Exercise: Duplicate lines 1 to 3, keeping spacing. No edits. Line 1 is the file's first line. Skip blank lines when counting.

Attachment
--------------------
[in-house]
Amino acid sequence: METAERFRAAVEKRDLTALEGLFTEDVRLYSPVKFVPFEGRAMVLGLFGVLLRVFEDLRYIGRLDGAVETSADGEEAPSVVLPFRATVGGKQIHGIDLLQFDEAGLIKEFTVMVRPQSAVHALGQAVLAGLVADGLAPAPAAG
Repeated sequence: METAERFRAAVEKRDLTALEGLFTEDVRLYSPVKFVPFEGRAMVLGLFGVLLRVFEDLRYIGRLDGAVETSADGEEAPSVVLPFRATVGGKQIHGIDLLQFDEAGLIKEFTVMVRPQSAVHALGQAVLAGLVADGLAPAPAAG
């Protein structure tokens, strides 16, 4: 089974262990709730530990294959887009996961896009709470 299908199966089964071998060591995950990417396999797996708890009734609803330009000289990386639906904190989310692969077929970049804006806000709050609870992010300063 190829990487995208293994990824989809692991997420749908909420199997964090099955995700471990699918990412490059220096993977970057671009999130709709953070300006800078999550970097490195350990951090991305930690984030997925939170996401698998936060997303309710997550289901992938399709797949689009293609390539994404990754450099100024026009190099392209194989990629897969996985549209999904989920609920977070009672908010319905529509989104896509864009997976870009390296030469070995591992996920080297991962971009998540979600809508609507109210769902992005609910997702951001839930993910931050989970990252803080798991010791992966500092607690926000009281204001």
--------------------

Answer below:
[in-house]
Amino acid sequence: METAERFRAAVEKRDLTALEGLFTEDVRLYSPVKFVPFEGRAMVLGLFGVLLRVFEDLRYIGRLDGAVETSADGEEAPSVVLPFRATVGGKQIHGIDLLQFDEAGLIKEFTVMVRPQSAVHALGQAVLAGLVADGLAPAPAAG
Repeated sequence: METAERFRAAVEKRDLTALEGLFTEDVRLYSPVKFVPFEGRAMVLGLFGVLLRVFEDLRYIGRLDGAVETSADGEEAPSVVLPFRATVGGKQIHGIDLLQFDEAGLIKEFTVMVRPQSAVHALGQAVLAGLVADGLAPAPAAG